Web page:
Pressure, it pushes down on me, pushes down on you. Stress works its mischief by stimulating an array of receptors in the brain. Eventually, chronic stress will cause some of these receptors to become less sensitive. It’s analogous to the way that, say, long-term cannabis use causes the body’s cannabinoid receptors to become less responsive, which creates tolerance to the drug. Can marijuana help stress-induced depression?
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Unfortunately, chronic stress does not create tolerance. Instead, it interferes even more with the body’s normal functioning and can make us sick in a number of ways. A 2015 study by the University of Buffalo suggests that cannabis might help offset one of the major stress-induced ailments, depression.
Studies on rats showed that chronic stress suppressed the production of endocannabinoids, naturally occurring chemicals that affect our memory, moods, and motor control and which are similar in structure to the active ingredients in marijuana. It’s this similarity that gives cannabis its many celebrated powers, including a temporary feeling of well being. Researchers found that cannabis could supplement the rats’ missing endocannabinoids, which might offset the effects of stress.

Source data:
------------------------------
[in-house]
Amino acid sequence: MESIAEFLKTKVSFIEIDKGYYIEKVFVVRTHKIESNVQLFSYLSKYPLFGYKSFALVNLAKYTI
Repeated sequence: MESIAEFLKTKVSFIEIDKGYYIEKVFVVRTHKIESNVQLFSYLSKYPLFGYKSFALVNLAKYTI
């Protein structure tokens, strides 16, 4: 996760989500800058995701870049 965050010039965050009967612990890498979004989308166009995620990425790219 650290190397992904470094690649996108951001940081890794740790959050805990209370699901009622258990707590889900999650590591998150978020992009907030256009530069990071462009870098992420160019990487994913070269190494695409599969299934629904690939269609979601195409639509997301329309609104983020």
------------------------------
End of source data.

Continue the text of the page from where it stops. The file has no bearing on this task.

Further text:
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Will this work in humans? Lead researcher Dr. Samir Haj-Dahmane hedges his optimism with a triple barrier of qualifiers: Cannabis “could potentially help” stabilize mood and treat stress-induced depression.
Typical hedging of bets. But there’s no room for cravenness around here. My Ph.D. in intuition sciences says, sure, why not? Score one for team cannabis!